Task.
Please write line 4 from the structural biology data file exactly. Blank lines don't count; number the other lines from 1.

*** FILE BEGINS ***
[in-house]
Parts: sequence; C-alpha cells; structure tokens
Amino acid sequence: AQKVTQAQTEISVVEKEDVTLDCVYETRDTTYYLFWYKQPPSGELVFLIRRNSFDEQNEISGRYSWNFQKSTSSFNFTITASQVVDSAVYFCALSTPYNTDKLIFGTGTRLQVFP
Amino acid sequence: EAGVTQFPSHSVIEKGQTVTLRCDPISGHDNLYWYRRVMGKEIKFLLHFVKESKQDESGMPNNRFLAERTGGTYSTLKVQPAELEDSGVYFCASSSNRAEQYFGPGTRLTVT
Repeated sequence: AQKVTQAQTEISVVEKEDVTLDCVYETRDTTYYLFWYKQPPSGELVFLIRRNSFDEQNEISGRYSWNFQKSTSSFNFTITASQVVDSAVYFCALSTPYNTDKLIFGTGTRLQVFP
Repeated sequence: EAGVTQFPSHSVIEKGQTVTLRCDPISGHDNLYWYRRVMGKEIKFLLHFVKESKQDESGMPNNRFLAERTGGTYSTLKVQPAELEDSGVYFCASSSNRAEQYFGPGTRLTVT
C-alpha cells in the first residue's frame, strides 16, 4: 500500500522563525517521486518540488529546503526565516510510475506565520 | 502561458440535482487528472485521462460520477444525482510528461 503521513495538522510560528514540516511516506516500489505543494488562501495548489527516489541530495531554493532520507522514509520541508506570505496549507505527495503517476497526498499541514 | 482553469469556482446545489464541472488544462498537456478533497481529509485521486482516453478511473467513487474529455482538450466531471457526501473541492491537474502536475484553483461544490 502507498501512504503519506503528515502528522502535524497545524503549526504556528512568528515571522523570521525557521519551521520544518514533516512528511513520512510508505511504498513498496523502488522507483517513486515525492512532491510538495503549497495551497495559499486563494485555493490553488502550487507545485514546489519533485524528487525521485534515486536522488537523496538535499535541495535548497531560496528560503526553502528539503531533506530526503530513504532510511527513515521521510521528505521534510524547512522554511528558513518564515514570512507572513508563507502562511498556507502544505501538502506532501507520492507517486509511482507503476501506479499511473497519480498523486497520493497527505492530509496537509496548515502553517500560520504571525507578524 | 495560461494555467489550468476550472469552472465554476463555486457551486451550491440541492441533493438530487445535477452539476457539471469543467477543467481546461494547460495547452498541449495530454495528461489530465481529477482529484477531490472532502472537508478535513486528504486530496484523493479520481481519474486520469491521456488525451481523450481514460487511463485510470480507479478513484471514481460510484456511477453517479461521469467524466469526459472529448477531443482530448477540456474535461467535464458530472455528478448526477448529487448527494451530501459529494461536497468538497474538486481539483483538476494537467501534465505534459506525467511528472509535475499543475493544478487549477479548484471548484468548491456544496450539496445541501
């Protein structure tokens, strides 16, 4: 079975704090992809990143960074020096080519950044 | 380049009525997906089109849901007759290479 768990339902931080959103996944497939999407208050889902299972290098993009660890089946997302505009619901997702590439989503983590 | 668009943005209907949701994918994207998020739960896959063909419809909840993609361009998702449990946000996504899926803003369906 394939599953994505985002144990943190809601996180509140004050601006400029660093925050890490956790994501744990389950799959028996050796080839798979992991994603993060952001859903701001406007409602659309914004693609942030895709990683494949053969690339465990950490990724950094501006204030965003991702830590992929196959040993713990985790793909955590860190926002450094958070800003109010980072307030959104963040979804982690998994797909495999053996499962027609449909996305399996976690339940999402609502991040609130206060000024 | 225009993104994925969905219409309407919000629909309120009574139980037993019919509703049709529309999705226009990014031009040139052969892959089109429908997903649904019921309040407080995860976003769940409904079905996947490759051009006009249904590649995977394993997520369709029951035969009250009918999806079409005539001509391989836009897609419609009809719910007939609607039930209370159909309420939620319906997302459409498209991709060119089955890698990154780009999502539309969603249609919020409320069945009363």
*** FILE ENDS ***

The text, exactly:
Amino acid sequence: EAGVTQFPSHSVIEKGQTVTLRCDPISGHDNLYWYRRVMGKEIKFLLHFVKESKQDESGMPNNRFLAERTGGTYSTLKVQPAELEDSGVYFCASSSNRAEQYFGPGTRLTVT